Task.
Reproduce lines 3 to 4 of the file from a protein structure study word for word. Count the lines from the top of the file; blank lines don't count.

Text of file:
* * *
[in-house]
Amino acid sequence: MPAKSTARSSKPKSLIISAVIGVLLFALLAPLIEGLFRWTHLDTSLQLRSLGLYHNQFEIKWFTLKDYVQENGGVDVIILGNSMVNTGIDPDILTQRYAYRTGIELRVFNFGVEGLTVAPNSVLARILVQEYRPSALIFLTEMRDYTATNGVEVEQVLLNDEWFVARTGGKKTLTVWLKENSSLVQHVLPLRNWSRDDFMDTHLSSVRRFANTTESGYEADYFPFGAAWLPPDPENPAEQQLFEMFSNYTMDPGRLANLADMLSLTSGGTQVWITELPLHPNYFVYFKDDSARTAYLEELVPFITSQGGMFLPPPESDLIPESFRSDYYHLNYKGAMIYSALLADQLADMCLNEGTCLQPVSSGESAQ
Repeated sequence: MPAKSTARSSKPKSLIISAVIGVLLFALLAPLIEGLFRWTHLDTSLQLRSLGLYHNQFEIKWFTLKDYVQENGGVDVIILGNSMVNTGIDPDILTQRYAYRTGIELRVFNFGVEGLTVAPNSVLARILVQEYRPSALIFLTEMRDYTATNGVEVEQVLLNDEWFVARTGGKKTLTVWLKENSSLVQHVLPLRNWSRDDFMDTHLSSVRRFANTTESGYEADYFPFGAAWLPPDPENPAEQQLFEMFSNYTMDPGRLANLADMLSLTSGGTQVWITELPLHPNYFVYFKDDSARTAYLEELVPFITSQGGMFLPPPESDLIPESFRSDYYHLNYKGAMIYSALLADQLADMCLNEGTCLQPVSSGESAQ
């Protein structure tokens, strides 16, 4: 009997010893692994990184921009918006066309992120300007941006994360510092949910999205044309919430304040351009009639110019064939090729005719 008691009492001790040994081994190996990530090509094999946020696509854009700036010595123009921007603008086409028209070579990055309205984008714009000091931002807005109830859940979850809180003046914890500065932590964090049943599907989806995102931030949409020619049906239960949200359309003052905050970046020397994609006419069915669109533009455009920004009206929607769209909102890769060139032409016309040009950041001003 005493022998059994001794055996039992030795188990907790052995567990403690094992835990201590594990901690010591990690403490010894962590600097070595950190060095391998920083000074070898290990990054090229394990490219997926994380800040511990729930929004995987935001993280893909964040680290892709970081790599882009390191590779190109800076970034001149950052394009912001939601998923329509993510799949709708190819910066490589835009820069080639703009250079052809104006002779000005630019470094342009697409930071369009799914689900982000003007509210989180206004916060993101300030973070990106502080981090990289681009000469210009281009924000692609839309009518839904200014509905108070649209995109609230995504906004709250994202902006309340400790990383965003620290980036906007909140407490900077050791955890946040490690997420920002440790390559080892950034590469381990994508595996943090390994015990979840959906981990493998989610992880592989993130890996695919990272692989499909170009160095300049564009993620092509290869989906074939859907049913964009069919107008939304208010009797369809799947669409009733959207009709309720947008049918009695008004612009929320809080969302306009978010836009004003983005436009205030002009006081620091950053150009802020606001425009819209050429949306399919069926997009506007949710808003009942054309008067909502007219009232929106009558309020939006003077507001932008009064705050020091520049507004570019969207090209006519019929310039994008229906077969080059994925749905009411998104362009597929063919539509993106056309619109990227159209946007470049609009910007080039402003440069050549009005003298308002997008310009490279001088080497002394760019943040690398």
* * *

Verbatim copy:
Repeated sequence: MPAKSTARSSKPKSLIISAVIGVLLFALLAPLIEGLFRWTHLDTSLQLRSLGLYHNQFEIKWFTLKDYVQENGGVDVIILGNSMVNTGIDPDILTQRYAYRTGIELRVFNFGVEGLTVAPNSVLARILVQEYRPSALIFLTEMRDYTATNGVEVEQVLLNDEWFVARTGGKKTLTVWLKENSSLVQHVLPLRNWSRDDFMDTHLSSVRRFANTTESGYEADYFPFGAAWLPPDPENPAEQQLFEMFSNYTMDPGRLANLADMLSLTSGGTQVWITELPLHPNYFVYFKDDSARTAYLEELVPFITSQGGMFLPPPESDLIPESFRSDYYHLNYKGAMIYSALLADQLADMCLNEGTCLQPVSSGESAQ
């Protein structure tokens, strides 16, 4: 009997010893692994990184921009918006066309992120300007941006994360510092949910999205044309919430304040351009009639110019064939090729005719 008691009492001790040994081994190996990530090509094999946020696509854009700036010595123009921007603008086409028209070579990055309205984008714009000091931002807005109830859940979850809180003046914890500065932590964090049943599907989806995102931030949409020619049906239960949200359309003052905050970046020397994609006419069915669109533009455009920004009206929607769209909102890769060139032409016309040009950041001003 005493022998059994001794055996039992030795188990907790052995567990403690094992835990201590594990901690010591990690403490010894962590600097070595950190060095391998920083000074070898290990990054090229394990490219997926994380800040511990729930929004995987935001993280893909964040680290892709970081790599882009390191590779190109800076970034001149950052394009912001939601998923329509993510799949709708190819910066490589835009820069080639703009250079052809104006002779000005630019470094342009697409930071369009799914689900982000003007509210989180206004916060993101300030973070990106502080981090990289681009000469210009281009924000692609839309009518839904200014509905108070649209995109609230995504906004709250994202902006309340400790990383965003620290980036906007909140407490900077050791955890946040490690997420920002440790390559080892950034590469381990994508595996943090390994015990979840959906981990493998989610992880592989993130890996695919990272692989499909170009160095300049564009993620092509290869989906074939859907049913964009069919107008939304208010009797369809799947669409009733959207009709309720947008049918009695008004612009929320809080969302306009978010836009004003983005436009205030002009006081620091950053150009802020606001425009819209050429949306399919069926997009506007949710808003009942054309008067909502007219009232929106009558309020939006003077507001932008009064705050020091520049507004570019969207090209006519019929310039994008229906077969080059994925749905009411998104362009597929063919539509993106056309619109990227159209946007470049609009910007080039402003440069050549009005003298308002997008310009490279001088080497002394760019943040690398």